Help with replacing 2001 axle shaft

Discussion in 'Generation 1 Prius Discussion' started by DaveGoodrich, Oct 26, 2010.

  1. DaveGoodrich

    DaveGoodrich Member

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    I need to replace the passenger side axle shaft due to a worn inner CV joint causing vibration and various bad noises (2001 with 205k miles).

    I don't really have the $ to pay the dealer for this repair, and I am confident that I have the skills to do it myself. Can anyone give me some basic instructions for the axle shaft R&R? I don't mind buying a manual if I can get a good one for a reasonable price, so any good advice on a good manual would also be appreciated.

    I am especially interested in how to remove the axle from the transaxle. Hopefully, no special tools are necessary. I ask this because Google found me a .pdf doc that look like a training aid for Toyota technicians. It mentions several special tools, especially some kind of slide hammer for pulling the axle from the transaxle. Is this really necessary, or is there a backyard substitute method?

    Thanks in advance for any help you can give me.
     
  2. bwilson4web

    bwilson4web BMW i3 and Model 3

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    Volume 2 of the 2001-03 Maintenance manual has the repair instructions including the bolt torques. Check Ebay for used manuals. Alternatively, there is an online source, TIS, but I've heard mixed reviews about the organization and it is windows specific. Still buying a one day or month long access and downloading the relevant sections might provide a quicker answer.

    I remember reading of a similar repair but I don't remember the exact source. Obviously, search through the messages in this forum but I would also recommend searching the Yahoo group, "Prius Technical Stuff." Also look for transaxle replacement threads such as Orange4boy to get an idea of what is involved.

    Where are you located? I have no problem visiting and 'lending a wrench' to folks not too far from Huntsville Alabama.

    Bob Wilson
     
  3. DaveGoodrich

    DaveGoodrich Member

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    I thought I'd give an update, along with some DIY instructions, since I didn't really find any online anywhere.

    I was able to replace the axleshaft fairly easily. I bought a brand new axle (Empi part no. 80-6236) from an online parts house for only about $75, including ground shipping. It arrived in only two days, so it must have been dropped shipped from a local warehouse.

    Total cost: $109 ($75 - new axle, $28 - 5 quarts Toyota transaxle fluid, $6 - 30mm socket). I would say it took me a total of about 3 hours for the job (not including a trip to the store to buy the 30mm socket).

    Here is a quick summary of steps to swap an axle shaft. Obviously, if you aren’t experienced with this type of job, then these simplified instructions won’t be sufficient. Of course, normal safety precautions should be followed.

    1. Drain transaxle fluid.
    2. Set parking brake, jack up front end and put it SECURLY and SAFELY on a jack stand (you will probably be lying under the vehicle, so you have been warned). Remove wheel.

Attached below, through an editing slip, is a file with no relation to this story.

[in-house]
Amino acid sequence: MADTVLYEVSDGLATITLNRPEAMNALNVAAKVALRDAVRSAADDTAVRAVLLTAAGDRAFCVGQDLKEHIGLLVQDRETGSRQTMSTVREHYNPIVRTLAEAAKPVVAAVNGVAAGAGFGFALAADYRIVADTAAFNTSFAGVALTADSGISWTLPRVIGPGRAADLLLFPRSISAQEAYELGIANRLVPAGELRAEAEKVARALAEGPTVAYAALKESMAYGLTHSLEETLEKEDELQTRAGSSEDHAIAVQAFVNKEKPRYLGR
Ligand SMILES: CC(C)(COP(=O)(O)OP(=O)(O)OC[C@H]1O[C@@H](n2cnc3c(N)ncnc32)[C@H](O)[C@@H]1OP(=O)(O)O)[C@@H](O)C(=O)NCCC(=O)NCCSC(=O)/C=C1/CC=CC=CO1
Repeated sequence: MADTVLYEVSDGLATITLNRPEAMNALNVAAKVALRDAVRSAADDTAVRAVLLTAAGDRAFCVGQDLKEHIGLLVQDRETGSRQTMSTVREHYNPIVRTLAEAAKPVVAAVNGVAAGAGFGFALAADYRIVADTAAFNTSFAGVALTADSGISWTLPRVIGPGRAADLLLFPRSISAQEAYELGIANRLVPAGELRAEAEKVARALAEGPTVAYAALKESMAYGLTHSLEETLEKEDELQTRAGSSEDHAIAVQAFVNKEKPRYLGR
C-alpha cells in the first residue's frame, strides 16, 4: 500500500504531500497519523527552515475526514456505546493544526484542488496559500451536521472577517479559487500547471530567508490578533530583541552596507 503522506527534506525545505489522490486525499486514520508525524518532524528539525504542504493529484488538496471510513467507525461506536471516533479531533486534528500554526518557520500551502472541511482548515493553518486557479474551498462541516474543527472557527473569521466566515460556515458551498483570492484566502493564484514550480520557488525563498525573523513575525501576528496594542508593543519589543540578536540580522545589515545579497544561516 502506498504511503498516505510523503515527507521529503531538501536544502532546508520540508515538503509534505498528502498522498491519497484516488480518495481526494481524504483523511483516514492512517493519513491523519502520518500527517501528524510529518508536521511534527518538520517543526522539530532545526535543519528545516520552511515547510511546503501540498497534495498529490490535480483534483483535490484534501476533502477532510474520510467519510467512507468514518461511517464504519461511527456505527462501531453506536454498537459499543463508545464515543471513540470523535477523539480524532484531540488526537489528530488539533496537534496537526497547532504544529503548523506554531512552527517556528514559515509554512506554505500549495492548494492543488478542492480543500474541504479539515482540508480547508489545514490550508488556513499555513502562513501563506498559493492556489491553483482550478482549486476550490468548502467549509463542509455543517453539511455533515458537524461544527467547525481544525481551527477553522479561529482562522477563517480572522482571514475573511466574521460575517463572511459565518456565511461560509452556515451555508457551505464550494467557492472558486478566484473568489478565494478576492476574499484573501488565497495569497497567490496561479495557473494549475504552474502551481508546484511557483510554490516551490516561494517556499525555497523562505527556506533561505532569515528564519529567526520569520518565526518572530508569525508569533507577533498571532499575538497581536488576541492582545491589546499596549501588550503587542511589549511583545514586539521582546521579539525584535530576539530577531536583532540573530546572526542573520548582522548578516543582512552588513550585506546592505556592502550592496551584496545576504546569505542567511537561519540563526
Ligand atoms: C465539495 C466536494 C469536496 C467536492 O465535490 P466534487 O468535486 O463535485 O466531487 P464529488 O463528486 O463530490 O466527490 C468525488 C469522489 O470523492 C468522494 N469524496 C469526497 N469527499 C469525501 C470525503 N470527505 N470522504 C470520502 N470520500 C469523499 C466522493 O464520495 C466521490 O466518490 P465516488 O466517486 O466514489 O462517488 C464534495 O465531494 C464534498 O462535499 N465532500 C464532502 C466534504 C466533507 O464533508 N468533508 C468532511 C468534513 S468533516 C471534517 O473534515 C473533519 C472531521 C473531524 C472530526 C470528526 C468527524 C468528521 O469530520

3. Remove brake caliper and rotor. Don’t disconnect brake line. Tie caliper up out -of the way.
    4. Remove 30mm nut from end of the axle. I used a center punch (actually a nail set) to “de-stake” the nut, and was able to use a breaker bar and 30 mm socket to remove the nut without too much trouble.
    5. Remove the tie rod from the bearing hub. After removing the cotter pin and castellated nut, bang on the side of the casting where the tapered tie rod end goes through with a BFH (big frickin' hammer) and it should eventually come loose. Do not pound on the threaded end of the tie rod, or you won’t be able to get the nut back on.
    6. Remove the bolt and two nuts that connect the lower suspension arm to the wheel bearing hub.
    7. Tap the end of the axle to drive it back through the bearing hub. I didn’t need to save the old axle since I bought a new one, so I just used the BFH to do this. But if you need the old axle as a core, use a brass hammer/wood block etc. to protect the threads on the axle.
    8. Pull the bearing hub outward in order to fully remove the axle from the back of the hub (this is why you disconnected the suspension arm from the hub).
    9. The axle is held into the transaxle by a spring clip on the inner splined end of the axle. So it just needs some force to pull/push it out. Apparently, there is a special slide-hammer type of tool for this if you are a Toyota dealer. I was able to just place the business end of a large screwdriver on the “slot” in the CV joint that is intended for the slide hammer, and drive the thing outward using the BFH. This was much easier than I thought it would be.
    10. Installation is the proverbial reversal of the above steps. Torque the suspension arm nuts/bolt to 66 lb/ft and the axle nut to 159 lb/ft. (these values are for a Gen 2 Prius, couldn't find values for a Gen 1).

    Turned out that the inner CV joint was toast. The joint has three bearing caps with needle bearings inside. One of the bearings was worn/broken to the point that most of the needle bearings were floating around inside the boot, which allowed way too much play and the resulting vibration.

    Are there other folk out there that work on their own Prii? I'd love to see more peer-to-peer DIY advice to keep our old cars going.
     
  4. DaveGoodrich

    DaveGoodrich Member